The spiking activity of the subthalamic nucleus, rather than the activity of striatal projection neurons, orchestrates basal ganglia downstream activity and output commands in health and Parkinson’s disease.
A crucial step during the mitophagy cascade involves the disassembly of connections between mitochondria and the endoplasmic reticulum via the retrotranslocation of Mfn2 tethering complexes by the Parkinson's disease genes PARKIN and PINK1, as well as the ATPase VCP/p97.
The alpha-synuclein fibril structure reported here buries residues 50-57 at the interface between its two protofilaments, suggesting that familial Parkinson's disease associated mutations in these residues lead to a structure not compatible with the one presented here.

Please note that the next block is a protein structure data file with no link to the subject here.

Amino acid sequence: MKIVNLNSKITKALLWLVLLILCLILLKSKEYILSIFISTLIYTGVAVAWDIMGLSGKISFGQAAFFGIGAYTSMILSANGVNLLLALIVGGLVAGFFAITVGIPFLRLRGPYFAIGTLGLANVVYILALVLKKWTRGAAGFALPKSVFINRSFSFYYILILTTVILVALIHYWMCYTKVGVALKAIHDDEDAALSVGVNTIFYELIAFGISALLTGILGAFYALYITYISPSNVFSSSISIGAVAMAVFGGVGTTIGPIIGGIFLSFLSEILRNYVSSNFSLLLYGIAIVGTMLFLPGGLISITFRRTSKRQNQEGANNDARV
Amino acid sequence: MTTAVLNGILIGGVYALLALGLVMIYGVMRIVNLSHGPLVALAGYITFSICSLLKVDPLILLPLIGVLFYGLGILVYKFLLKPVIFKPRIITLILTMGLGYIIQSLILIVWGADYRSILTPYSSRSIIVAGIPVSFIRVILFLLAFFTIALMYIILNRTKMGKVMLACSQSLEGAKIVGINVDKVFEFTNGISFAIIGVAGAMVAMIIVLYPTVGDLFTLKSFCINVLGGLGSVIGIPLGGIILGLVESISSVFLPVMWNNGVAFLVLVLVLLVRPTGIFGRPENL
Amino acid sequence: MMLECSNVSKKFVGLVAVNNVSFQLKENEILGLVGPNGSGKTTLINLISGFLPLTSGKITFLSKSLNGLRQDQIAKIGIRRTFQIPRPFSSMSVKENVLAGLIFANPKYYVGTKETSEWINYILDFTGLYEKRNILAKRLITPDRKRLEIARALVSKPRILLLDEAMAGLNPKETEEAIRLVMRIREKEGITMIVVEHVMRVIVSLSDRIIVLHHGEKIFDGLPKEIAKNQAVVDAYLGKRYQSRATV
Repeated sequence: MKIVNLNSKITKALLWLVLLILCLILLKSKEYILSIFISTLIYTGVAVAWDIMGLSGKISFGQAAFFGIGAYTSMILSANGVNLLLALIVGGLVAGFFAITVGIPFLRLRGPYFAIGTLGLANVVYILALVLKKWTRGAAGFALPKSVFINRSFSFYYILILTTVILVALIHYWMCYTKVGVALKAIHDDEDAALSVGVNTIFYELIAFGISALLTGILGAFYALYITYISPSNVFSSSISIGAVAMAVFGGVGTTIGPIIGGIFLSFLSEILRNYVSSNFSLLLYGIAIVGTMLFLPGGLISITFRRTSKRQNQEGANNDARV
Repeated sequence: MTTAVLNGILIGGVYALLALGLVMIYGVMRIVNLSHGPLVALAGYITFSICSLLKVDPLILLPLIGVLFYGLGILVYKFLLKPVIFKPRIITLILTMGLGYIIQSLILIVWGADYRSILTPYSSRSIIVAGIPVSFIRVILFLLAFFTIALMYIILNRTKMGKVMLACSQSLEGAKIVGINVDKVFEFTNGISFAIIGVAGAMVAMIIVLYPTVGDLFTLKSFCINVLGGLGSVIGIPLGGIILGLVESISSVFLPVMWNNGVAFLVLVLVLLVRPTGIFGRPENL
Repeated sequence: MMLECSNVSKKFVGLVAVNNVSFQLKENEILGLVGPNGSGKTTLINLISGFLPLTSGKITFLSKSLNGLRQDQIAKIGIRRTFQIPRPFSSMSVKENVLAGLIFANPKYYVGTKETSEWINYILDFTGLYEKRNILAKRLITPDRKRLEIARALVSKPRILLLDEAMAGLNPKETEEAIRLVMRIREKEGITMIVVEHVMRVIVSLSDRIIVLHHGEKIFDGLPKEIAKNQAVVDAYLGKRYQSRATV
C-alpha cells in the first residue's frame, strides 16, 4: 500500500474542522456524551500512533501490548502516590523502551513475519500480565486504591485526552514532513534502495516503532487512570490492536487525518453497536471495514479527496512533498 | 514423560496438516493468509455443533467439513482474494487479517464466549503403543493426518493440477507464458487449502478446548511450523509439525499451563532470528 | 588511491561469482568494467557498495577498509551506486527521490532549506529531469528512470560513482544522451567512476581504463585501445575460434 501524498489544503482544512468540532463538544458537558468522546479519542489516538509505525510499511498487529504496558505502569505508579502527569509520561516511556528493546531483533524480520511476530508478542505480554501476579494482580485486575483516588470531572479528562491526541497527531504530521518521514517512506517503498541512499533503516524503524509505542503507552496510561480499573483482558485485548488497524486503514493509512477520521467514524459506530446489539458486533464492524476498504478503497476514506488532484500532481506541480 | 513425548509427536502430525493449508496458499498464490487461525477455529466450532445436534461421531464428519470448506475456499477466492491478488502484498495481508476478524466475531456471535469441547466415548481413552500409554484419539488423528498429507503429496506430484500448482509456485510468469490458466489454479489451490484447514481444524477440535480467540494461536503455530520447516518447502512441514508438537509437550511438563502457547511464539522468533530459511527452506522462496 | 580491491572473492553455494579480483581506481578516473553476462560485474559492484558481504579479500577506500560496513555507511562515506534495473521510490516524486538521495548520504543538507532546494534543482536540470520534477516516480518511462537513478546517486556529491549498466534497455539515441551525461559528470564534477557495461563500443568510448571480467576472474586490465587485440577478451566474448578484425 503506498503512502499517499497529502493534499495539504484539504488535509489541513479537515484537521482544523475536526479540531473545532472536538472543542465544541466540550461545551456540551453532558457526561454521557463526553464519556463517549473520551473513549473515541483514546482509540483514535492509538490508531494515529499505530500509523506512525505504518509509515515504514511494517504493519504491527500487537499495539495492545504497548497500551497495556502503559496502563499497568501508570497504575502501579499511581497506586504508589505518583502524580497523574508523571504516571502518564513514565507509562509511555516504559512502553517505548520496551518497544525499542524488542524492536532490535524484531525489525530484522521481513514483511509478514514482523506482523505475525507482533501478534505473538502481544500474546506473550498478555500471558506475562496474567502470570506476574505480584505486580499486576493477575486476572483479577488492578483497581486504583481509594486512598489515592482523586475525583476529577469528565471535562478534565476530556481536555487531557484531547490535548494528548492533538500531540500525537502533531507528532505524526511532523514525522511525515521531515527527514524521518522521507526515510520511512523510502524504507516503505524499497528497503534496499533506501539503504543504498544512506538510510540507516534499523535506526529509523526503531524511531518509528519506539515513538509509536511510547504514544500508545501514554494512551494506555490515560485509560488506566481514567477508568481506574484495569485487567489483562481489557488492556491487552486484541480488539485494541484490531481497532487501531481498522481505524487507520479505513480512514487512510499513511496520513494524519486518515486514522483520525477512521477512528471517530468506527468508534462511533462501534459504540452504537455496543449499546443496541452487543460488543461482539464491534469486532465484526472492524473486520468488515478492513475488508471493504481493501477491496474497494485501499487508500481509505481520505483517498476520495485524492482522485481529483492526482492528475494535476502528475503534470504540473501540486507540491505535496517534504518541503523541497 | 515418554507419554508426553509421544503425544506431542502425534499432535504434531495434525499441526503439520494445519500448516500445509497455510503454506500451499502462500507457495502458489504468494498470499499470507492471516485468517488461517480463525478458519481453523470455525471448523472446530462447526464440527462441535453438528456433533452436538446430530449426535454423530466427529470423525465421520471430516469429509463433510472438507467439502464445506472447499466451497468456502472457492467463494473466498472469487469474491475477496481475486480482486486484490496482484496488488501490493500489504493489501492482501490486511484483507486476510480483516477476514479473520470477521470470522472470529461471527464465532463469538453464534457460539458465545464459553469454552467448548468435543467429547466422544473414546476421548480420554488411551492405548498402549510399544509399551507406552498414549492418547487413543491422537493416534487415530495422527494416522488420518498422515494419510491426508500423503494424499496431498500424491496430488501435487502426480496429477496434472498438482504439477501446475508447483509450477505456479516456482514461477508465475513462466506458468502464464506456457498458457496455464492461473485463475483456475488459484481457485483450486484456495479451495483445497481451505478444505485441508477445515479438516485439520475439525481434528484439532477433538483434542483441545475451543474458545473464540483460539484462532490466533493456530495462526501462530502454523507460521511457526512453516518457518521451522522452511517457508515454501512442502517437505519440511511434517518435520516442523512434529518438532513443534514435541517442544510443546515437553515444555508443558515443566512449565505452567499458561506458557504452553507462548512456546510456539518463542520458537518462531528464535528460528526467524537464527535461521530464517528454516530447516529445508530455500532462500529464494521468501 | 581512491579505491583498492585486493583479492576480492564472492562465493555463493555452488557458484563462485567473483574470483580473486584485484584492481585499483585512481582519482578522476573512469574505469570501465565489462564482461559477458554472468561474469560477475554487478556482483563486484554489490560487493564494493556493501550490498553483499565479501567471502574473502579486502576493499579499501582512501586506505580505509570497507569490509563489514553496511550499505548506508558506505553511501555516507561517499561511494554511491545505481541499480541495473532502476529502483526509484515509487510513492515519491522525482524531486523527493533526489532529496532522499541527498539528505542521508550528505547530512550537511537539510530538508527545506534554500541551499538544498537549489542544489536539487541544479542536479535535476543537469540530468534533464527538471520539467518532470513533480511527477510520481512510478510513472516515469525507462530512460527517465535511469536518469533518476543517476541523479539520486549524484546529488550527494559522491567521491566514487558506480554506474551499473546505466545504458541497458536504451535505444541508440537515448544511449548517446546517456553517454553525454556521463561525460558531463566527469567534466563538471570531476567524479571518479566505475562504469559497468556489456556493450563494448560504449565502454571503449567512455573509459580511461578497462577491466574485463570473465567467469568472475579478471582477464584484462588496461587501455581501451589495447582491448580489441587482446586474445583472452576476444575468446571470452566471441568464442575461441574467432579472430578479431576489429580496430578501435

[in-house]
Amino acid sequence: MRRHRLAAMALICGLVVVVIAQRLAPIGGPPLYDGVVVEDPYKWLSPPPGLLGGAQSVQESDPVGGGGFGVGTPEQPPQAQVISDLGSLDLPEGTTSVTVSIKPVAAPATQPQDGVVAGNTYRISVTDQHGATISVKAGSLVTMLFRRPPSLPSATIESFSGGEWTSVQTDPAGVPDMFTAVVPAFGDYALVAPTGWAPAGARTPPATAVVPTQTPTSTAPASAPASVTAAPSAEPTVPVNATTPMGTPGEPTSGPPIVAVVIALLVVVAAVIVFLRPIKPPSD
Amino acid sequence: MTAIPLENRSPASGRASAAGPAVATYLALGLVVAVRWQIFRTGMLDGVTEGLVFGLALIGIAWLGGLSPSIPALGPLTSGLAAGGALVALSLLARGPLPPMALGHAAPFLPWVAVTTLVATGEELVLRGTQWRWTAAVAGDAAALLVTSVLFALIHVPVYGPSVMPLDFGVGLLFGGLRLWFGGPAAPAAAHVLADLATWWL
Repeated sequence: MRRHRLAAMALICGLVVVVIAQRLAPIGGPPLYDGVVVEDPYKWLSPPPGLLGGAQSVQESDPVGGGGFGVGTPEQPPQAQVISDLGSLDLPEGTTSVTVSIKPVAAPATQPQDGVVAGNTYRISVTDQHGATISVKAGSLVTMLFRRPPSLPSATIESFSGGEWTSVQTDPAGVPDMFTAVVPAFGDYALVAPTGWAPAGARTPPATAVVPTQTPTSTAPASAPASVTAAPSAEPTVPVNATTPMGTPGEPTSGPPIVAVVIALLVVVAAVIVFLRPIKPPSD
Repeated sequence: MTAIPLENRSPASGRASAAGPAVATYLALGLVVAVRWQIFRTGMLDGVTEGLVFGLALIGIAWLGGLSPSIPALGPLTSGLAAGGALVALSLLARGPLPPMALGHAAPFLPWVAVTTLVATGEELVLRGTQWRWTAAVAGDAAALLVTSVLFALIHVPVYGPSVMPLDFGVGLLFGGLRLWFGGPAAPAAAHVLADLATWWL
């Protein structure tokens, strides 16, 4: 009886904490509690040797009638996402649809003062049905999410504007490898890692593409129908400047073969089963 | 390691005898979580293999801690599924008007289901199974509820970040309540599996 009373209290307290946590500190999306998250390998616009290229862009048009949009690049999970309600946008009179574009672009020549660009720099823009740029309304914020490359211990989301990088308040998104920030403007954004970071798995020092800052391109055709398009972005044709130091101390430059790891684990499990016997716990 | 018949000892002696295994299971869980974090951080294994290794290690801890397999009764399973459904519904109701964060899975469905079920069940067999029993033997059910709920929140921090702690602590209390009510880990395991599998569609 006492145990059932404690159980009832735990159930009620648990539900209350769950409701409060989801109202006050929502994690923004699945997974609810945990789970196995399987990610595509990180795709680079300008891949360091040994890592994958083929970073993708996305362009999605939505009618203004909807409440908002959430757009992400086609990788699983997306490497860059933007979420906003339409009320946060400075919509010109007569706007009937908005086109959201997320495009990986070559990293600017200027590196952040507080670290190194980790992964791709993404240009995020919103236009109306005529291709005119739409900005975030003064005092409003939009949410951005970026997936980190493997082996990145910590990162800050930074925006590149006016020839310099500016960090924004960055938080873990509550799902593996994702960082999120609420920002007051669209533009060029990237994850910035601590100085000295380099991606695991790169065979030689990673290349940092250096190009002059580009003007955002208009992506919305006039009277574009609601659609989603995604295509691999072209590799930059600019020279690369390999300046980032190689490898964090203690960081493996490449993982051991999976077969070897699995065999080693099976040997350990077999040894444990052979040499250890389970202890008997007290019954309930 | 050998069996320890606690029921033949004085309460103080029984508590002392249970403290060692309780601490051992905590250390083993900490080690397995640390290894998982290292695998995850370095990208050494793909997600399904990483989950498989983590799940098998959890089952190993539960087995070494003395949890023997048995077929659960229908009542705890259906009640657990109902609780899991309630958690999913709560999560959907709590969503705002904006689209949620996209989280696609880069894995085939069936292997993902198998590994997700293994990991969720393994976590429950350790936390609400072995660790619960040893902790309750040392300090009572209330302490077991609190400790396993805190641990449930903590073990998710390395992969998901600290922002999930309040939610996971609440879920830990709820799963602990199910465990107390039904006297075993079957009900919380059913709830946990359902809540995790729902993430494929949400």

LRRK2 G2019S knock-in mice are a genetically faithful model that recapitulates the slow disease progression of familial PD, with initial alterations to behaviour and neurotransmission providing early pathophysiological targets for neuroprotective interventions.
Striatal dopamine 2/3 receptor (D2/3R) availability is related to working memory-induced functional connectivity changes in the default mode network, and this mediates the relationship between D2/3Rs and task performance.
The high affinity α-synuclein-monomer binder AS69 converts into a strong sub-stoichiometric inhibitor of nucleation processes upon formation of the AS69-α-synuclein complex, achieving reduced aggregation in vitro and in vivo.